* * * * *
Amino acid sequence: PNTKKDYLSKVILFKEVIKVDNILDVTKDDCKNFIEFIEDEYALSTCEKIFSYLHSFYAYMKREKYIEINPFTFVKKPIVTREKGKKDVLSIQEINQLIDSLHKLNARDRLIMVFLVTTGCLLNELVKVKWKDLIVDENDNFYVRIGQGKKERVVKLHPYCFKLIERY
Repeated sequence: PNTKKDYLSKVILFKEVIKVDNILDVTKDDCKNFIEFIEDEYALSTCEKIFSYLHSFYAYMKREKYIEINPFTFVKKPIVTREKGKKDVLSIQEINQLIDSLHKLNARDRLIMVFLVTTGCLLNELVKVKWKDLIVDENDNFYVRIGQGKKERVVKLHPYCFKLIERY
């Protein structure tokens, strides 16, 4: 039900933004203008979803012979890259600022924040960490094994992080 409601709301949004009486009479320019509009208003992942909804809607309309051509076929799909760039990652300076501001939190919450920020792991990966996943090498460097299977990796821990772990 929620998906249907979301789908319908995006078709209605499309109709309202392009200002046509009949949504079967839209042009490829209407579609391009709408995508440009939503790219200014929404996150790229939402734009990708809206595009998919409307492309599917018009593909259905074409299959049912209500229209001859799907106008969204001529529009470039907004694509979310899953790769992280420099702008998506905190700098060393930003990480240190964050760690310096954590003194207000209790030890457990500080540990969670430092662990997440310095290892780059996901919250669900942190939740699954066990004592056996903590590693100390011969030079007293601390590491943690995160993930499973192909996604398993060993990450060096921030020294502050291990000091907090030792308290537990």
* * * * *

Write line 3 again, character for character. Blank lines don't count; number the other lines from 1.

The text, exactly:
């Protein structure tokens, strides 16, 4: 039900933004203008979803012979890259600022924040960490094994992080 409601709301949004009486009479320019509009208003992942909804809607309309051509076929799909760039990652300076501001939190919450920020792991990966996943090498460097299977990796821990772990 929620998906249907979301789908319908995006078709209605499309109709309202392009200002046509009949949504079967839209042009490829209407579609391009709408995508440009939503790219200014929404996150790229939402734009990708809206595009998919409307492309599917018009593909259905074409299959049912209500229209001859799907106008969204001529529009470039907004694509979310899953790769992280420099702008998506905190700098060393930003990480240190964050760690310096954590003194207000209790030890457990500080540990969670430092662990997440310095290892780059996901919250669900942190939740699954066990004592056996903590590693100390011969030079007293601390590491943690995160993930499973192909996604398993060993990450060096921030020294502050291990000091907090030792308290537990």